(CNSNews.com) - More than two weeks after its passage in the Senate, the Hate Crimes Prevention Act is still angering some Christian groups, who want to do more than just vent their frustration at the 13 Republicans who broke party ranks to support the measure. 57 - 42.
The HCPA was approved June 20th by a vote of 57-42, technically as an amendment to the Department of Defense Authorization Act. It had been sponsored by Massachusetts Senator Edward Kennedy to end what the amendment called "acts of bigotry based on race, religion, sexual orientation, gender, or disability."
Andrea Lafferty, executive director of the Traditional Values Coalition believes "too many Senators showed little or no backbone on this issue and caved in to political correctness."
"TVC views this as a defeat for families and a victory for homosexual activists who were seeking special rights under this proposed legislation," Lafferty said. "In addition, it will continue to fund anti-Christian bigotry and the promotion of homosexuals to children."
According to Lafferty, the TVC will inform its members, over 43,000 churches nationwide, of their Senators' voting record on this measure.
"[They] have lost touch with the majority of their constituents, whose religious beliefs forbid homosexual, transsexual and other behaviors given protection and legitimacy in this bill," Lafferty said. "We need to begin an education program for them and for members of the House concerning the danger this bill poses to the free exercise of religious beliefs in America."
"Currently, Federal law only permits prosecution of a hate crime if the crime prevents the victim from exercising a federally protected right, such as voting," said one of the bill's co-sponsors, Oregon Republican Senator Gordon Smith. "The HCPA will broaden federal jurisdiction to include violent hate crimes that cause death or bodily injury."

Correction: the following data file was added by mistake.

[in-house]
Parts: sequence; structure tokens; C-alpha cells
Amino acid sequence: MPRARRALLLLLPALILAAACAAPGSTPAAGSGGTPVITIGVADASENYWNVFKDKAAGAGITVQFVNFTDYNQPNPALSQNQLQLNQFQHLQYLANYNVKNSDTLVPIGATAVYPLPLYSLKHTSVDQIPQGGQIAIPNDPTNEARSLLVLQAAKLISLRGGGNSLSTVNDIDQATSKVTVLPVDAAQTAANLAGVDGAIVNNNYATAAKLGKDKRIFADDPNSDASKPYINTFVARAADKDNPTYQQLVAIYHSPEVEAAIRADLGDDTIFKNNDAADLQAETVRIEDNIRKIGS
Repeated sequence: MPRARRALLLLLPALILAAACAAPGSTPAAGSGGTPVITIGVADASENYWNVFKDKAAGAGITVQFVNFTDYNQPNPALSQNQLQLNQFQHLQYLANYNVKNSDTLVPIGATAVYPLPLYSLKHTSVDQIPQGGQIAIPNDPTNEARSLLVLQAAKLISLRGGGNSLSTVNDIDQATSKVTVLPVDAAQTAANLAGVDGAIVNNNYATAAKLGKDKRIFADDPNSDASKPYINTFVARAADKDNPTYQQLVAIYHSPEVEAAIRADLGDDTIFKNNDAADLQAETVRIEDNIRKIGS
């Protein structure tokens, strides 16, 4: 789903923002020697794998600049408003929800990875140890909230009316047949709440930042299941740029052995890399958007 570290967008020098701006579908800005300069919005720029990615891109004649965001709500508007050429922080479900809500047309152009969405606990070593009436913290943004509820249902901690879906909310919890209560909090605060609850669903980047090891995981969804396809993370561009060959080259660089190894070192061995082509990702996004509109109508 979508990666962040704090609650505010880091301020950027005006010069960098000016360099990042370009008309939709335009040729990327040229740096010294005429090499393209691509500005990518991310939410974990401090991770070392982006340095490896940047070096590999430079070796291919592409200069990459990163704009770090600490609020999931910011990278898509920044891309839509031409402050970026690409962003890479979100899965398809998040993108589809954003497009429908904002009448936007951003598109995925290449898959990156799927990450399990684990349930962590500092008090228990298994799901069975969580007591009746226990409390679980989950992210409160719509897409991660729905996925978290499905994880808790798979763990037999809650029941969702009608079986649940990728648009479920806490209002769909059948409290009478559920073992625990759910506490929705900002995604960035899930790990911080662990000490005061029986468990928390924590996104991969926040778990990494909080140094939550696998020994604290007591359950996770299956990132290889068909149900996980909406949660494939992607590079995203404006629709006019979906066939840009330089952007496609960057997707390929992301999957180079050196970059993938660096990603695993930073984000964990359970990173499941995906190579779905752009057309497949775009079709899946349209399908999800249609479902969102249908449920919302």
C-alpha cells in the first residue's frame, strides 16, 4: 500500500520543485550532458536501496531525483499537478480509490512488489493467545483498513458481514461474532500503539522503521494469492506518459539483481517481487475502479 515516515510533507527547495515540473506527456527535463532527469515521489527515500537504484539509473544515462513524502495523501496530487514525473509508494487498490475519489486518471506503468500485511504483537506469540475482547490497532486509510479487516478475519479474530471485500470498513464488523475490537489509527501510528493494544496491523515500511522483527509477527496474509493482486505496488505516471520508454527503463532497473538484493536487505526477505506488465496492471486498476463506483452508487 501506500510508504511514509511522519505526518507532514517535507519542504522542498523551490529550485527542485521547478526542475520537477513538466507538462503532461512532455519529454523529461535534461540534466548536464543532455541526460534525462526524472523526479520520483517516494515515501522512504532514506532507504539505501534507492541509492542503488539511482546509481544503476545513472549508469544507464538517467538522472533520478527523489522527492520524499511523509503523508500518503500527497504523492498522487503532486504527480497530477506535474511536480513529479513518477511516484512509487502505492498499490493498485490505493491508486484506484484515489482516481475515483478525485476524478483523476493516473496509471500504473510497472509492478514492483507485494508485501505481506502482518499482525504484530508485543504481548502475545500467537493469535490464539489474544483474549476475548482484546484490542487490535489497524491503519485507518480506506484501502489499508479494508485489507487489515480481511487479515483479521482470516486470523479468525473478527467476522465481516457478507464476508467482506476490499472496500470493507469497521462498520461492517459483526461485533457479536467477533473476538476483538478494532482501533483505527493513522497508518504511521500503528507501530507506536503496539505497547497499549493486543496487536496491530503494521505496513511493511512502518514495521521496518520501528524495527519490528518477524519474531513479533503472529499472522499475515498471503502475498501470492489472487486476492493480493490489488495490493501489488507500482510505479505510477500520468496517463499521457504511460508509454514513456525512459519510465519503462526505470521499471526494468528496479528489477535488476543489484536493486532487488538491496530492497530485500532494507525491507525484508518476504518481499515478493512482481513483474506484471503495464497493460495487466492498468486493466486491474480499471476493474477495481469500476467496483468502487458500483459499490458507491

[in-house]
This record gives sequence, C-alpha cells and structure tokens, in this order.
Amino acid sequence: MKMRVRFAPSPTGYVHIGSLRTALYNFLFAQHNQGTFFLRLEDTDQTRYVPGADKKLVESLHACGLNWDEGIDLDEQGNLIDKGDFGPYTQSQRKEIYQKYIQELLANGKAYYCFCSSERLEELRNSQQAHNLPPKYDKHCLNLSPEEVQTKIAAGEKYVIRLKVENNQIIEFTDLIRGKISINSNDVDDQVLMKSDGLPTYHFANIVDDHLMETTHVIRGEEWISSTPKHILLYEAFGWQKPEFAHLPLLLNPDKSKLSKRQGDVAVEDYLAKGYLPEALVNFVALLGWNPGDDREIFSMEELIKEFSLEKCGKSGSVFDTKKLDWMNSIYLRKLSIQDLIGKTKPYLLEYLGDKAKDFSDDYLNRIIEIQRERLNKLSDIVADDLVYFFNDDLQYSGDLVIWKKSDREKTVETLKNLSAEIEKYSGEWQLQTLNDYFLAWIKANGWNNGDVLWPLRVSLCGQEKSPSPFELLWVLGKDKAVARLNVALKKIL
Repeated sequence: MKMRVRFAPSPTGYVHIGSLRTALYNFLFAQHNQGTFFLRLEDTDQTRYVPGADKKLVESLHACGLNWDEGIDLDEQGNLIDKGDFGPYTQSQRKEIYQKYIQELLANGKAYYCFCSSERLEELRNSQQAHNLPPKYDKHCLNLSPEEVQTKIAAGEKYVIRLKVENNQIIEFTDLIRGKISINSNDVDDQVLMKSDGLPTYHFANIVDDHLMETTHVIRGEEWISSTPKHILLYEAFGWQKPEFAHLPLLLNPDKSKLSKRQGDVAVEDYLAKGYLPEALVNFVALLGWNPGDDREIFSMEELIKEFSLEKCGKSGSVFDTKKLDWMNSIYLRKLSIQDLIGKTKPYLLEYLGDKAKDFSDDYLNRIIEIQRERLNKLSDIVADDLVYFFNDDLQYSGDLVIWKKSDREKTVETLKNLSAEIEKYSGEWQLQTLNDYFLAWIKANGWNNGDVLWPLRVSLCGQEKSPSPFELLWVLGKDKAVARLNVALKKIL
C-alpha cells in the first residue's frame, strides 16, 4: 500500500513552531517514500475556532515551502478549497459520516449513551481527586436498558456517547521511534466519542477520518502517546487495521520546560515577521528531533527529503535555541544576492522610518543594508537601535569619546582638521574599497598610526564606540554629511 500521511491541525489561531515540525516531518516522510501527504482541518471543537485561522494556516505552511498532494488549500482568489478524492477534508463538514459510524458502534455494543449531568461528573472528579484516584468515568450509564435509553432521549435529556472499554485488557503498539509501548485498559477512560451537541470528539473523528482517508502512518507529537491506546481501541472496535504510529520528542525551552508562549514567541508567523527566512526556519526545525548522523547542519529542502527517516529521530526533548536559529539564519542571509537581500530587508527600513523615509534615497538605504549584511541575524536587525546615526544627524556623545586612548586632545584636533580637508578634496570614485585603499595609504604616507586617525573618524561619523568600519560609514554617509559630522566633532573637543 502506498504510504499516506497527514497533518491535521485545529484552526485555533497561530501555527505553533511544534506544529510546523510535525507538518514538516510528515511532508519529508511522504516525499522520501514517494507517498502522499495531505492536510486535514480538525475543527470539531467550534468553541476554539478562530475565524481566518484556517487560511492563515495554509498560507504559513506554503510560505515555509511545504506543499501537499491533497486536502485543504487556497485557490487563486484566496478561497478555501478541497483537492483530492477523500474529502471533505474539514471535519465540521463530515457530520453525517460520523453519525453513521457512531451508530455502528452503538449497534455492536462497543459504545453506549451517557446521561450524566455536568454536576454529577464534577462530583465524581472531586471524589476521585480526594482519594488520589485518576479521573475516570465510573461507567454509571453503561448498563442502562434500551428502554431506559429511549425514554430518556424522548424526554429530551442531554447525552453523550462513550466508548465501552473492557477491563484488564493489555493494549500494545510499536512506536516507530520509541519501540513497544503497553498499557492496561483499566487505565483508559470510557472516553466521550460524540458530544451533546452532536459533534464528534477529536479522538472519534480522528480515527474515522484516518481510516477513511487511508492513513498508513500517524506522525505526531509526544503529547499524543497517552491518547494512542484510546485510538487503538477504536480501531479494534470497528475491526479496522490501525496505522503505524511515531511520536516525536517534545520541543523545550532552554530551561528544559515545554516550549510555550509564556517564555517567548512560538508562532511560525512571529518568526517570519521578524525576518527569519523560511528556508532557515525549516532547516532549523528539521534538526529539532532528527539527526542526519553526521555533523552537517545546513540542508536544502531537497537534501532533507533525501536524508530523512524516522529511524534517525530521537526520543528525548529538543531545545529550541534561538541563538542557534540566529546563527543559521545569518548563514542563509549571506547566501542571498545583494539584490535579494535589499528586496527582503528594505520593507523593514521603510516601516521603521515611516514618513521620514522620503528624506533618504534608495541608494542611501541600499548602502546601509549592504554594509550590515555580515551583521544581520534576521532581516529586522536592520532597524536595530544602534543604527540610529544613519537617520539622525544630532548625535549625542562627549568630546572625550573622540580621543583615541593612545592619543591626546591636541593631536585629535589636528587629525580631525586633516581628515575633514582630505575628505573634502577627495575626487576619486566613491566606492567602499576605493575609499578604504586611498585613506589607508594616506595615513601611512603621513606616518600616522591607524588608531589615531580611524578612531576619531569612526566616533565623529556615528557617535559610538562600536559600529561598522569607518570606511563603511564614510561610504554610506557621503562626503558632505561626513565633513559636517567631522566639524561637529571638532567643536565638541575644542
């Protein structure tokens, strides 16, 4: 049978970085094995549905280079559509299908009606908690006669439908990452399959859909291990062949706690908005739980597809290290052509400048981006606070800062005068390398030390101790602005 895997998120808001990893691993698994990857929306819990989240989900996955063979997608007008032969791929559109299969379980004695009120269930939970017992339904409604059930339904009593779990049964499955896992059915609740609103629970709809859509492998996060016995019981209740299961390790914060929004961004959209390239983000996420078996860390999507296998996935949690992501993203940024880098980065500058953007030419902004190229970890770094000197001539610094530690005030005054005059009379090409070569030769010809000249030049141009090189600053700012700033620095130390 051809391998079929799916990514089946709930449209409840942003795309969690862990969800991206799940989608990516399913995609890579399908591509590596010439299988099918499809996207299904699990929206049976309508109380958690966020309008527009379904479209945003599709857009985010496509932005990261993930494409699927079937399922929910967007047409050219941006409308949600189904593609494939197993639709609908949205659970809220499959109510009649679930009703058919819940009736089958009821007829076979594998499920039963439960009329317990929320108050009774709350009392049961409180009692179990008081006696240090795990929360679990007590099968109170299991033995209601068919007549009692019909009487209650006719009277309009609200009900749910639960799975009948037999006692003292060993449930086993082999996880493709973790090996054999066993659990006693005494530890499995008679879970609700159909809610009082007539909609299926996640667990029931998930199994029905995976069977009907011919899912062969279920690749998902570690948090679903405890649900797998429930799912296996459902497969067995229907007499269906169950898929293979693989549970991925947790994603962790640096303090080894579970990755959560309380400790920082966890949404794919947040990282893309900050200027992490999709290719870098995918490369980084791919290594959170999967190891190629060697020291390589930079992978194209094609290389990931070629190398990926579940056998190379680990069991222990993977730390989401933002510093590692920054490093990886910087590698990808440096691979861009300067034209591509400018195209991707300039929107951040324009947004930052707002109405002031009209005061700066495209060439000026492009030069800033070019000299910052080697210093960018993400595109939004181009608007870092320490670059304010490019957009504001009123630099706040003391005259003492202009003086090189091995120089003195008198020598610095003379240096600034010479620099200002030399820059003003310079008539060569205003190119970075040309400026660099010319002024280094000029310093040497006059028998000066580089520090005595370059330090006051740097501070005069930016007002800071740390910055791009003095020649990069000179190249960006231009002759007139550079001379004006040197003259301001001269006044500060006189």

Vermont Republican James Jeffords, another co-sponsor of the amendment, added, "Hate crimes not only target individuals, but are also directed to send a message to the community as a whole. The adoption of this amendment would help our state and local authorities in pursuing and prosecuting the perpetrators of hate crimes."
Besides Smith and Jeffords, 11 Republican Senators supported the hate crimes bill. They are Conrad Burns of Montana, Lincoln Chafee of Rhode Island, Olympia Snowe and Susan Collins of Maine, George Voinovich and Mike DeWine of Ohio, Richard Lugar of Indiana, Connie Mack of Florida, William Roth of Delaware, Arlen Specter of Pennsylvania and Ted Stevens of Alaska.
With nearly half of the Republican Senators who voted for the amendment up for re-election this fall, growing popular support may have guided the vote. But according to Lafferty, "the people they are trying to pacify by voting for the amendment will not vote Republican anyway."
"They don't need campaign funds," Lafferty said, "They need spinal fluid."